I'm trying to understand what attr_accessor gives me access to. From what I understand, it provides getter and setter methods. So attr_accessor :color it will create something like the following for me

def color

def color=(value)
  @color = value

The thing I don't understand is why in the following code, why can't I use color= in my initializer? (it ends up being blank). Why do I need to use @color= or self.color= instead? Shouldn't color= be a way to call the setter method that was just created for me above?

class Bird
  attr_accessor :color
  def initialize(c="green")
    color = c  # this doesn't work
    # either one of the following DOES work
    # @color = c
    # self.color = c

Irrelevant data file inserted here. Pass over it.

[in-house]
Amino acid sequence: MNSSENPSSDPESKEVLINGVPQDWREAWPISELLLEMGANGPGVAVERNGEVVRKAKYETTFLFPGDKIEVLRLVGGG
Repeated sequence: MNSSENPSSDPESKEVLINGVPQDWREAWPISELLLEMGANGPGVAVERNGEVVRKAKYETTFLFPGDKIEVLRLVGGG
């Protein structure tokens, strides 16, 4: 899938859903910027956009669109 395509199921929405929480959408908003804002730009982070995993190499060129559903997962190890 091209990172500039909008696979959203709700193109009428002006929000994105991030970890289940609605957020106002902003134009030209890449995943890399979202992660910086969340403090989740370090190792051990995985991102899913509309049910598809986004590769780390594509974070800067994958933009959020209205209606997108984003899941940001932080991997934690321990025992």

puts Bird.new.color  # prints nothing unless using @color or self.color

An expression like color = "green" assigns "green" to a local variable, not to an attribute. Attribute setters always need a receiver, even if the receiver is self.

  • a related question, is self.color the way to go or @color?
    – Dty
    May 10 '11 at 14:31
  • @Dty, a very good question. I would say that in the class implementation itself, using @color is fine. However, in included modules and any child classes, I would advise against using @color directly (instead using color or self.color, and self.color=). Using instance variables in derived classes or included modules violates encapsulation, even though Ruby will happily let you.
    – molf
    May 10 '11 at 15:53
  • Something I recently found out is that you should use self.color if you have a setter method that you want to run. Using @self.color would bypass the setter method.
    – Dty
    May 23 '11 at 12:23

Your Answer

By clicking “Post Your Answer”, you agree to our terms of service, privacy policy and cookie policy

Not the answer you're looking for? Browse other questions tagged or ask your own question.